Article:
Case: Jelly Bean the Russian Tortoise
On one unfortunate day last month, a Russian tortoise named Jelly Bean was minding her own business when a mischievous dog knocked over her cage and decided that poor Jelly Bean was his new chew toy. When she arrived at Aspenwing later that day, she was completely missing her left front foot and several toes from her right foot. There were small cracks in her shell in several places. After her examination, Dr. Chappell determined that Jelly Bean’s remaining left forearm needed to be amputated. Following surgery, a lengthy rehabilitation protocol would be required to maintain her health. The grim situation resulted in the animal being relinquished to Aspenwing and with the help of Colorado Reptile Humane Society, her rehabilitation began.
Jelly Bean was immediately put on pain medication and antibiotics as we began the preparation for her surgery. Despite her grave injuries, Jelly Bean remained a spunky little tortoise (especially when it was time for her oral medications). Dr. Chappell performed the surgery the following day with spectacular results. Her left forearm was debrided and amputated to the elbow and an esophageal feeding tube was placed in the side of her neck so that food and oral medications could be easily administered during her rehabilitation. The open end of the feeding tube was capped and taped to the top of her shell for easy access.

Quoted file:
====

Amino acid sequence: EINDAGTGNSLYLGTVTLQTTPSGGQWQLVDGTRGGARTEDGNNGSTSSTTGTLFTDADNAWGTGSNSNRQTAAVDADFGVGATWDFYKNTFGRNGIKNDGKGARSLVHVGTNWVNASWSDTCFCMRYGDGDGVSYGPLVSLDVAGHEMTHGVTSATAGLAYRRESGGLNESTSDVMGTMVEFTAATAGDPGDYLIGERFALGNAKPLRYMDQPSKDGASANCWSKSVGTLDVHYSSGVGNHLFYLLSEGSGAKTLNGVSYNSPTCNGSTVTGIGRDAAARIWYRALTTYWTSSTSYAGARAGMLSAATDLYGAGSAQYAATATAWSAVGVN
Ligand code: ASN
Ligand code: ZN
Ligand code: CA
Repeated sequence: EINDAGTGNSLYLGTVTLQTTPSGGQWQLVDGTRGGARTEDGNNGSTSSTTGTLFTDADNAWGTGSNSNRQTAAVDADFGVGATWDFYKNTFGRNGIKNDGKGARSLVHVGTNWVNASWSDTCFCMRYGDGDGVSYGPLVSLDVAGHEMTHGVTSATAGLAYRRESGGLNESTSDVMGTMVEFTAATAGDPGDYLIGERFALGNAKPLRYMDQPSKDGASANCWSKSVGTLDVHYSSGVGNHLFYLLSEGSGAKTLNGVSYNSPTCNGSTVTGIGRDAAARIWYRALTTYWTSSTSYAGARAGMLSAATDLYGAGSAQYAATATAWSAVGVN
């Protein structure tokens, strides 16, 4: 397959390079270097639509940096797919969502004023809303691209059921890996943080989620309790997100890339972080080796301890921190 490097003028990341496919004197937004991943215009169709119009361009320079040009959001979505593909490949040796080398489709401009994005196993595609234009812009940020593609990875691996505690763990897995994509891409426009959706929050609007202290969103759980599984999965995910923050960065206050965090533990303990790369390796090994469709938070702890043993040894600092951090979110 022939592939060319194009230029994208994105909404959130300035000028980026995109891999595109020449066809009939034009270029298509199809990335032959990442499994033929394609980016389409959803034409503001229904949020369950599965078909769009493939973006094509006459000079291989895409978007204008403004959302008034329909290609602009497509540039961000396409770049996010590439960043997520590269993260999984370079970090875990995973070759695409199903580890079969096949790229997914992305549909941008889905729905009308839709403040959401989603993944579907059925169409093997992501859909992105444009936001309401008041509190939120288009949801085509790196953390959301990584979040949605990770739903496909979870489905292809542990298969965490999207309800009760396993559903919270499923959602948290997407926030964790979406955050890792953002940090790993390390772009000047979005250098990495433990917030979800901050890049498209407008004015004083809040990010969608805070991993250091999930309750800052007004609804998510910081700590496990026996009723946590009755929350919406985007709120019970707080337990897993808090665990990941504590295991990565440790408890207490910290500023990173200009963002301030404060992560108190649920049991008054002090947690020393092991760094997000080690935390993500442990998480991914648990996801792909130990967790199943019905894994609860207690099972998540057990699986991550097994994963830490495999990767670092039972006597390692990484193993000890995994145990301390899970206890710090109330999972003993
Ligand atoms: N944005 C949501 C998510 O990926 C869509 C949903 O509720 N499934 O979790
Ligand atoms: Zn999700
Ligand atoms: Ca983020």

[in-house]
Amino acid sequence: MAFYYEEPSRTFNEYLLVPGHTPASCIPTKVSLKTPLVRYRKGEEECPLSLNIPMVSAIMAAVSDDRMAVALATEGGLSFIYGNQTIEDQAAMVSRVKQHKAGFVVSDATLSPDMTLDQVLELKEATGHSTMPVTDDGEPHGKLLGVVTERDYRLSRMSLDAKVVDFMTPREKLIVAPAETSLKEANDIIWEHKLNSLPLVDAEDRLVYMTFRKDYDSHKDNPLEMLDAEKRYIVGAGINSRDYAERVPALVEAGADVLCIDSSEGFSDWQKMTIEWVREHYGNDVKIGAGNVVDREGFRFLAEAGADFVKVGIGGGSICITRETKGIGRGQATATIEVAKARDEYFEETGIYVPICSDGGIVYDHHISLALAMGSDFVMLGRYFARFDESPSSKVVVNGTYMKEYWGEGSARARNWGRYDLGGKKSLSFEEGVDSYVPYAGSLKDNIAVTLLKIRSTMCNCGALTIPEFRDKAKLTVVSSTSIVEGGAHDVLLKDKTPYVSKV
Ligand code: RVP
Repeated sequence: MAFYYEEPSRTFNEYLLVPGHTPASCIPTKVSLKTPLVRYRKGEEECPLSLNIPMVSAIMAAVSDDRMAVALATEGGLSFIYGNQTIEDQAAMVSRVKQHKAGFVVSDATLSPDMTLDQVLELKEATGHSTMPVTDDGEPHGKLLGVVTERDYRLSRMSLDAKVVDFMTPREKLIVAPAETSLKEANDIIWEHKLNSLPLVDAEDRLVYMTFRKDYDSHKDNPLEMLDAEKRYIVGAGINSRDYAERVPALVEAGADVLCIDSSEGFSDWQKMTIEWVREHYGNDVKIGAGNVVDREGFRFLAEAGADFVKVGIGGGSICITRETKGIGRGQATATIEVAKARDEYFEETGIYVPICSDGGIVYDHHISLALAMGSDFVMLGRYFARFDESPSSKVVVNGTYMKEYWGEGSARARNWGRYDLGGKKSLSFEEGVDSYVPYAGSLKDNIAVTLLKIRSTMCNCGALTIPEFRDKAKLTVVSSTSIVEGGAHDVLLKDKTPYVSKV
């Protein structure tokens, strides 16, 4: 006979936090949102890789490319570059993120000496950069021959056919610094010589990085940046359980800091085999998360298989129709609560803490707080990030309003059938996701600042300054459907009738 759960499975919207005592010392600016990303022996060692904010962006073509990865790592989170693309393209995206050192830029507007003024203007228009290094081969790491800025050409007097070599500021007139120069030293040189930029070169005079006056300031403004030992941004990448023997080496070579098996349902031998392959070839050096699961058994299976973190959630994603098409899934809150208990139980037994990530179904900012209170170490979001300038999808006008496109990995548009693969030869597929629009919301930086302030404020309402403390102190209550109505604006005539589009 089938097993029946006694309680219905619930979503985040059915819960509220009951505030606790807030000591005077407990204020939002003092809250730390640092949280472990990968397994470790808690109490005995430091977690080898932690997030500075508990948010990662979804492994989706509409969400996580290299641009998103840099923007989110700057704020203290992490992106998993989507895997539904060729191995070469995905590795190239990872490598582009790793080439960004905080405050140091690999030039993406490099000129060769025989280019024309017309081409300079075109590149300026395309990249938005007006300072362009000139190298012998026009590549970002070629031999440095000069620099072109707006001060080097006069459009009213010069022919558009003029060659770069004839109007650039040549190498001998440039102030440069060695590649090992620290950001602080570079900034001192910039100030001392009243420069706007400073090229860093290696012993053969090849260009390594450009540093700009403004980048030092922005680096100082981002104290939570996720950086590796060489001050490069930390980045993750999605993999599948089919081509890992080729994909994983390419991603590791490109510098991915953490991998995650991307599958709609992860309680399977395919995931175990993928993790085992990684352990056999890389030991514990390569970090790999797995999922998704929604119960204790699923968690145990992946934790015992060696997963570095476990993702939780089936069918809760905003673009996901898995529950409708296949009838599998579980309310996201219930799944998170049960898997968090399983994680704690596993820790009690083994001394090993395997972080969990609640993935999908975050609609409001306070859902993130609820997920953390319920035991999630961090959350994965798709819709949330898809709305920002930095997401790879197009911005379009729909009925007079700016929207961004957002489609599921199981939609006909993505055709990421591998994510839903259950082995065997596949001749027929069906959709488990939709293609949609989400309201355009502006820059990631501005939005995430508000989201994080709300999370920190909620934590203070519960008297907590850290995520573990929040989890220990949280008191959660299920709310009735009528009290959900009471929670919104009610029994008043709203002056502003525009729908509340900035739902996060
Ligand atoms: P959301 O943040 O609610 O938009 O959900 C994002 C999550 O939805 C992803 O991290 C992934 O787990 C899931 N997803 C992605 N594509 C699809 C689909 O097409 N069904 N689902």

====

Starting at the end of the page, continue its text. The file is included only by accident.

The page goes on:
Jelly Bean recovered from surgery and was back to her spunky self the following morning. With her no longer able to refuse medication by clamping her mouth shut or hiding her head, it could now be easily given through the feeding tube to the great relief to those of us appointed with the task. We began feeding her Oxbow Critical Care through the feeding tube along with her antibiotics. The next day she was dropped off at Colorado Reptile Humane Society, where she would continue her rehabilitation under the care of their dedicated staff and volunteers. We said goodbye to Jelly Bean until she would return for her recheck exam three weeks later.
The staff at Aspenwing anxiously awaited the arrival of Jelly Bean for her recheck exam, with all of us hoping that her rehabilitation was going well. When she arrived, we were pleased to learn she was doing better than ever! With the help of a dedicated volunteer from Colorado Reptile Humane Society, Jelly Bean’s shell was beginning to heal along with the incision from her amputation. She was also eagerly chomping away at her food and no longer needed the feeding tube. Dr. Chappell examined Jelly Bean, removed the feeding tube, and sent her on her way. While she still has a ways to go on her road to complete recovery, Jelly Bean is well on her way to becoming a healthy and adoptable tortoise in the near future!